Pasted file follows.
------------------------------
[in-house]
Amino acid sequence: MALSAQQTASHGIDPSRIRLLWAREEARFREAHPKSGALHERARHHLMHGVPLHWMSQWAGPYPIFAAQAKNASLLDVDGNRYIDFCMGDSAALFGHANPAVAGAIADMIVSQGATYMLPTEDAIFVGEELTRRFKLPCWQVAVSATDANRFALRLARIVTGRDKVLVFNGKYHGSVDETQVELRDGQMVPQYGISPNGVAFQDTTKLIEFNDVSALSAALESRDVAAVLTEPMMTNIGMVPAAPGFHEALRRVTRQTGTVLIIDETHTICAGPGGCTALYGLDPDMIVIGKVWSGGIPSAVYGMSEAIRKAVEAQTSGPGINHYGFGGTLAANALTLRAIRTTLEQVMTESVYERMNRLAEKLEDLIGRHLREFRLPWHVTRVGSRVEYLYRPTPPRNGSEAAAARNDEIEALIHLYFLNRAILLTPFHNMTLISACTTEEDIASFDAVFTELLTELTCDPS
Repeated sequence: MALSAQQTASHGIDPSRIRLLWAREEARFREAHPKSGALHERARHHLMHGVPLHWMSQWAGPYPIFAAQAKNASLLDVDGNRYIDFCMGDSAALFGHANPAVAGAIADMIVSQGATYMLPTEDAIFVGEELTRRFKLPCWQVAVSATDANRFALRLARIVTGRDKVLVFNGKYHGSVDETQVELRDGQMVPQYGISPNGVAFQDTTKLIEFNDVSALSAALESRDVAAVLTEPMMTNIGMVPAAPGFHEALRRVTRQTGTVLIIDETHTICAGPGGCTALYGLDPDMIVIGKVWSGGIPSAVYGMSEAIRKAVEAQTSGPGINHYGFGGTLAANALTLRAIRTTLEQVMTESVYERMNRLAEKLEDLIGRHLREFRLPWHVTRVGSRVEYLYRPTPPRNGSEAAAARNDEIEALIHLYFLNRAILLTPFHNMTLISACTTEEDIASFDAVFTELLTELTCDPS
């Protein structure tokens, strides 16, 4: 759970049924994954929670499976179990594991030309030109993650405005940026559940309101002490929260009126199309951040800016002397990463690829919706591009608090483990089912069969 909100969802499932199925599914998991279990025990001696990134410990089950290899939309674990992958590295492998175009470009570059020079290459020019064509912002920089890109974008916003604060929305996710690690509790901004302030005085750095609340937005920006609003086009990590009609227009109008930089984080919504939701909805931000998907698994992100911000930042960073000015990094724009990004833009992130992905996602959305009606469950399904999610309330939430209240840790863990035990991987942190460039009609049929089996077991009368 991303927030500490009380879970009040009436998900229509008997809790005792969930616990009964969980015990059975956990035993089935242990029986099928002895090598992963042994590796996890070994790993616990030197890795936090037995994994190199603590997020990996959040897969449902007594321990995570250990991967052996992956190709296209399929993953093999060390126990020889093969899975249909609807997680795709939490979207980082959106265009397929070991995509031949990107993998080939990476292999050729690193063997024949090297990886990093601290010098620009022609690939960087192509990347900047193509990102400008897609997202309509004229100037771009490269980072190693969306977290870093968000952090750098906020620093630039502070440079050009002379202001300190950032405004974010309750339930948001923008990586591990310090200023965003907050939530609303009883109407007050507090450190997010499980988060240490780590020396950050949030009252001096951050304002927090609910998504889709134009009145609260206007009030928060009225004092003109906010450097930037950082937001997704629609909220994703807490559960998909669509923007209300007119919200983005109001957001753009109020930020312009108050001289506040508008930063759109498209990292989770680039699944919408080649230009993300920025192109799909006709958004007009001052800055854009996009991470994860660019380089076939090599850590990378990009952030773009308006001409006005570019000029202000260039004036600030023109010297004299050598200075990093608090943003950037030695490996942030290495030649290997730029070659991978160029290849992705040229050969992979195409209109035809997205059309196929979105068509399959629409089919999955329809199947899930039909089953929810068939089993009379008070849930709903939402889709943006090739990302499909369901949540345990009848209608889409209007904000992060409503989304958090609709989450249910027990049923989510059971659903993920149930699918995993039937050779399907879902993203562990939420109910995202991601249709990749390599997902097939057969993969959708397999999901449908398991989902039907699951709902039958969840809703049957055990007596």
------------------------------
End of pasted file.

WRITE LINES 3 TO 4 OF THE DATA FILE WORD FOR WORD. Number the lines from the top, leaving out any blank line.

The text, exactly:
Repeated sequence: MALSAQQTASHGIDPSRIRLLWAREEARFREAHPKSGALHERARHHLMHGVPLHWMSQWAGPYPIFAAQAKNASLLDVDGNRYIDFCMGDSAALFGHANPAVAGAIADMIVSQGATYMLPTEDAIFVGEELTRRFKLPCWQVAVSATDANRFALRLARIVTGRDKVLVFNGKYHGSVDETQVELRDGQMVPQYGISPNGVAFQDTTKLIEFNDVSALSAALESRDVAAVLTEPMMTNIGMVPAAPGFHEALRRVTRQTGTVLIIDETHTICAGPGGCTALYGLDPDMIVIGKVWSGGIPSAVYGMSEAIRKAVEAQTSGPGINHYGFGGTLAANALTLRAIRTTLEQVMTESVYERMNRLAEKLEDLIGRHLREFRLPWHVTRVGSRVEYLYRPTPPRNGSEAAAARNDEIEALIHLYFLNRAILLTPFHNMTLISACTTEEDIASFDAVFTELLTELTCDPS
């Protein structure tokens, strides 16, 4: 759970049924994954929670499976179990594991030309030109993650405005940026559940309101002490929260009126199309951040800016002397990463690829919706591009608090483990089912069969 909100969802499932199925599914998991279990025990001696990134410990089950290899939309674990992958590295492998175009470009570059020079290459020019064509912002920089890109974008916003604060929305996710690690509790901004302030005085750095609340937005920006609003086009990590009609227009109008930089984080919504939701909805931000998907698994992100911000930042960073000015990094724009990004833009992130992905996602959305009606469950399904999610309330939430209240840790863990035990991987942190460039009609049929089996077991009368 991303927030500490009380879970009040009436998900229509008997809790005792969930616990009964969980015990059975956990035993089935242990029986099928002895090598992963042994590796996890070994790993616990030197890795936090037995994994190199603590997020990996959040897969449902007594321990995570250990991967052996992956190709296209399929993953093999060390126990020889093969899975249909609807997680795709939490979207980082959106265009397929070991995509031949990107993998080939990476292999050729690193063997024949090297990886990093601290010098620009022609690939960087192509990347900047193509990102400008897609997202309509004229100037771009490269980072190693969306977290870093968000952090750098906020620093630039502070440079050009002379202001300190950032405004974010309750339930948001923008990586591990310090200023965003907050939530609303009883109407007050507090450190997010499980988060240490780590020396950050949030009252001096951050304002927090609910998504889709134009009145609260206007009030928060009225004092003109906010450097930037950082937001997704629609909220994703807490559960998909669509923007209300007119919200983005109001957001753009109020930020312009108050001289506040508008930063759109498209990292989770680039699944919408080649230009993300920025192109799909006709958004007009001052800055854009996009991470994860660019380089076939090599850590990378990009952030773009308006001409006005570019000029202000260039004036600030023109010297004299050598200075990093608090943003950037030695490996942030290495030649290997730029070659991978160029290849992705040229050969992979195409209109035809997205059309196929979105068509399959629409089919999955329809199947899930039909089953929810068939089993009379008070849930709903939402889709943006090739990302499909369901949540345990009848209608889409209007904000992060409503989304958090609709989450249910027990049923989510059971659903993920149930699918995993039937050779399907879902993203562990939420109910995202991601249709990749390599997902097939057969993969959708397999999901449908398991989902039907699951709902039958969840809703049957055990007596």